News / USA

Obama Spying Changes Draw Cautious Praise

Obama Spying Changes Draw Cautious Praisei
X
January 18, 2014 1:40 AM
President Barack Obama's proposals to reform U.S. surveillance have earned partial backing from intelligence experts and some critics. As VOA's Kent Klein reports, however, many are waiting to see whether Friday's speech results in action.
Obama Spying Changes Draw Cautious Praise
Kent Klein
President Barack Obama's proposals to reform U.S. surveillance have earned partial backing from intelligence experts and some critics. Many are waiting to see, however, whether Friday's speech results in action.

"I have approved a new presidential directive for our signals intelligence activities, at home and abroad," said the president.

After months of controversy, Obama has proposed limits on some activities by the National Security Agency.

Among the suggestions from a presidential review board are having the NSA give up control of phone records, ending spying on the leaders of U.S. allies, and giving some privacy protections to foreign citizens under surveillance.

Bruce Riedel, who leads the Brookings Institution's Intelligence Project, said the president struck a blow for transparency. "But I don't think we've ever had a document like this, that lays out the protocols, principles for American signals intelligence collection. And I think that's good in two respects. It's good for the American public, the global public, to be able to read it and see what those principles are. And it's good for the National Security Agency, because the National Security Agency can say, 'See, what we did was legal,'" he said.

Former acting CIA director John McLaughlin is taking a wait-and-see approach. "I suspect what he said today will not lead to great cheers among those who want strong limitations placed on the NSA, nor will it lead to great cheers among those who think very little or nothing should be done. So he has charted a middle ground here," he said.

At Washington's American University, national security law expert Stephen Vladeck said the plan's success depends on its implementation. "Are these reforms actually going to be carried into force? How meaningful are they going to be? Are the intelligence communities going to find ways around these reforms through other programs, through other technologies?"

One of the NSA's sharpest critics, former agency analyst Bill Binney, gave Obama credit for seeking advice on the issue from the intelligence community. "He seemed to be open to even more suggestions than what he laid out, which is a positive, because I think he needs to go quite a bit further than he has," he said.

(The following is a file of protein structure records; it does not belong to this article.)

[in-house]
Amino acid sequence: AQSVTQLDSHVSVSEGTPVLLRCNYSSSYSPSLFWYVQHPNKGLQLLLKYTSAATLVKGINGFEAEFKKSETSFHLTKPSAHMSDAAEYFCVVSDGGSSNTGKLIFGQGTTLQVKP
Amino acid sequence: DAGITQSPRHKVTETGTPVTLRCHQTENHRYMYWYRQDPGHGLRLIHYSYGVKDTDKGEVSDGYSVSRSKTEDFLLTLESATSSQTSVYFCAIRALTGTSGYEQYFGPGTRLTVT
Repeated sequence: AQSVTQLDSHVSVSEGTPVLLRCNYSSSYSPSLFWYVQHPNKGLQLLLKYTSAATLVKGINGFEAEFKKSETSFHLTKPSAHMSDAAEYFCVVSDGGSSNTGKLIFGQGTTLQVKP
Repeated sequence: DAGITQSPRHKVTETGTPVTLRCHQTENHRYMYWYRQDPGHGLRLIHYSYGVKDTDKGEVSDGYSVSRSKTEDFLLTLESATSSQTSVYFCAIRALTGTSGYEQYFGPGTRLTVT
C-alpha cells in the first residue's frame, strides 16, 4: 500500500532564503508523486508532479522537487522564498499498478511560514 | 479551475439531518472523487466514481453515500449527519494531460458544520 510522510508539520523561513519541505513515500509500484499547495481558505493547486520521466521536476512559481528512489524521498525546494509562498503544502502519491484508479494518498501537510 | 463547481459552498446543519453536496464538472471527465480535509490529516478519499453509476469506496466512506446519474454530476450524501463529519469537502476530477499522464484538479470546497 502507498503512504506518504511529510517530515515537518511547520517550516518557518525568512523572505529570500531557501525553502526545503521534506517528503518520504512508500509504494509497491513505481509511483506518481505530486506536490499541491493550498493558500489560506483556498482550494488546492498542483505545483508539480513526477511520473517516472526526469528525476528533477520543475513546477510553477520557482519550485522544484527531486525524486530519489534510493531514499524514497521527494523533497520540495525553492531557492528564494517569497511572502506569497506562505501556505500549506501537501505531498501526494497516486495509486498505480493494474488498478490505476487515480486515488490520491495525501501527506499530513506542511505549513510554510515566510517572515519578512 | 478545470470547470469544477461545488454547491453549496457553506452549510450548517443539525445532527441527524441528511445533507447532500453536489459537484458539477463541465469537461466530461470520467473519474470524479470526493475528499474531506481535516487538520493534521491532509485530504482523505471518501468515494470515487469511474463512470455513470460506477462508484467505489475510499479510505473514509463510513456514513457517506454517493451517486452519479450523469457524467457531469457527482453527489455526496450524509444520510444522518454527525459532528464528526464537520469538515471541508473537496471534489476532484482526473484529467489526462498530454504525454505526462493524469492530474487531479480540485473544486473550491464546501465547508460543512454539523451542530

Binney said the president needs to scrap bulk data collection entirely and use a more tightly focused approach.

Obama's attention to the privacy rights of foreigners was praised by Brookings Institution senior fellow Benjamin Wittes, who said, "The president, for the first time - and it's a very important statement at a kind of spiritual level - that we acknowledge that non-U.S. persons have privacy rights in the context of our overseas collection."

That, and the order to stop spying on friendly leaders, should improve U.S. foreign relations, according to Stephen Vladeck at the American University School of Law.

"So no longer collecting foreign intelligence just because we can, but actually collecting foreign intelligence when we have a cognizable identifiable individualized need for specific information on specific individuals and you know that could be a very dramatic step, certainly a very positive one from the perspective of diplomatic relations with our friends and partners overseas," said Vladeck.

Several experts say that if the president's speech accomplishes nothing else, it will help build morale at the beleaguered NSA.

You May Like

Video Snowstorm Sweeps Northeastern US

'This is nothing like we feared it would be,' New York City Mayor Bill de Blasio says; he had warned storm could be one of worst in city history More

Millions of Displaced Nigerians Struggle With Daily Existence

Government acknowledges over a million people displaced in 2014 due to fight against Boko Haram insurgency More

Facebook: Internal Error to Blame for Outages

Temporary outage appeared to spill over and temporarily slow or block traffic to other major Internet sites More

Featured Videos

Your JavaScript is turned off or you have an old version of Adobe's Flash Player. Get the latest Flash player.
Obama Urges Closer Economic Ties During Historic India Visiti
X
Aru Pande
January 26, 2015 9:33 PM
U.S. President Barack Obama says the United States and India must do better to capitalize on untapped potential in their economic relationship - by removing some of the roadblocks to greater trade and investment. As VOA correspondent Aru Pande reports from New Delhi, Obama spoke after participating in India’s Republic Day celebration.
Video

Video Obama Urges Closer Economic Ties During Historic India Visit